In re F.S.T.Y.

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Justia Opinion Summary

The Supreme Court affirmed the order of the trial court terminating Father's parental rights, holding that the status exception to the requirement that a nonresident parent have minimum contacts with North Carolina in order to establish personal jurisdiction over him for purposes of termination of parental rights proceedings applies to termination of parental rights proceedings.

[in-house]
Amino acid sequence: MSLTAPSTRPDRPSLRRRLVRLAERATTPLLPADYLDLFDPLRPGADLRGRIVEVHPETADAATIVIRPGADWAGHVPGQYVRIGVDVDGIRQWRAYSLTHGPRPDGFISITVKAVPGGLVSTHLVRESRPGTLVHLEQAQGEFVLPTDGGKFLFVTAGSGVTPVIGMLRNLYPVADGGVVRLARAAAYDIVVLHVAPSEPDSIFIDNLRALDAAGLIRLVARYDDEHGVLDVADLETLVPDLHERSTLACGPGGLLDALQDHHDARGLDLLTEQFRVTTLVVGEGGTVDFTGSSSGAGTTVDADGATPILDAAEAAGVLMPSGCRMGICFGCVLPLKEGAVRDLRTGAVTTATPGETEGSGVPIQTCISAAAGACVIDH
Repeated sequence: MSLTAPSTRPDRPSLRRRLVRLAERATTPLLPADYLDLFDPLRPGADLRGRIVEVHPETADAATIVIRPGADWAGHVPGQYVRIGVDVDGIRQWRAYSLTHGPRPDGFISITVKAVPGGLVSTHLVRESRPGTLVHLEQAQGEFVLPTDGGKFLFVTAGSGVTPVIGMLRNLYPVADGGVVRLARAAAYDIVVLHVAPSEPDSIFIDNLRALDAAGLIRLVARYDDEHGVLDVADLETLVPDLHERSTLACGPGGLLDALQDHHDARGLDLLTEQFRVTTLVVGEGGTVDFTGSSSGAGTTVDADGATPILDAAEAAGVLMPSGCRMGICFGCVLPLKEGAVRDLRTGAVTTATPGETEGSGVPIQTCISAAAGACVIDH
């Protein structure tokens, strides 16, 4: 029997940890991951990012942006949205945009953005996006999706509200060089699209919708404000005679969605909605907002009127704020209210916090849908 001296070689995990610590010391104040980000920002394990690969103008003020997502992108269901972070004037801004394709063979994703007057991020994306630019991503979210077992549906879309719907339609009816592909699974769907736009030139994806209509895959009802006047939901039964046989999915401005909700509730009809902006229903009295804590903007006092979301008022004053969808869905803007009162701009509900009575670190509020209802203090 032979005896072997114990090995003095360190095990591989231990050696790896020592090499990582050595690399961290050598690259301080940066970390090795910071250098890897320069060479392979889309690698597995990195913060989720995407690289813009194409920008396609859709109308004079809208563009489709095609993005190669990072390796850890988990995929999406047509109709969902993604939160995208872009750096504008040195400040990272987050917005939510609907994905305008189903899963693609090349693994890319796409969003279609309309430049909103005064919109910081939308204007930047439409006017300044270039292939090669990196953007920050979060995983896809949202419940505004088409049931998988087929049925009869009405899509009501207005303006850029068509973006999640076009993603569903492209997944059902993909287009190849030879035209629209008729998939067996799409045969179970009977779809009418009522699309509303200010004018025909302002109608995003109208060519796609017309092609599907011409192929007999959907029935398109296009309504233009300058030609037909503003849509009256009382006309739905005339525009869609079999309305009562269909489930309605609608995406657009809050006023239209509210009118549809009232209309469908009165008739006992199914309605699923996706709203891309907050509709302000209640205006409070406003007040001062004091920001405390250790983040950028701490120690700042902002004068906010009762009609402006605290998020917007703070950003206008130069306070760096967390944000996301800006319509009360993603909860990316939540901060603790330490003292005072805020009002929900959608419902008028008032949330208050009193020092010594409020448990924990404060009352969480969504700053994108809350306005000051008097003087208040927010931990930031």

After the children in this case were adjudicated as neglected the trial court acknowledged that Father was a resident of South Carolina. The trial court later terminated Father's parental rights. Father appealed, arguing that the trial court lacked personal jurisdiction to terminate his parental rights because he lacked minimum contacts with the State of North Carolina. The Supreme Court affirmed, holding that due process does not require a nonresident parent to have minimum contacts with the State to establish personal jurisdiction for purposes of termination of parental rights proceedings.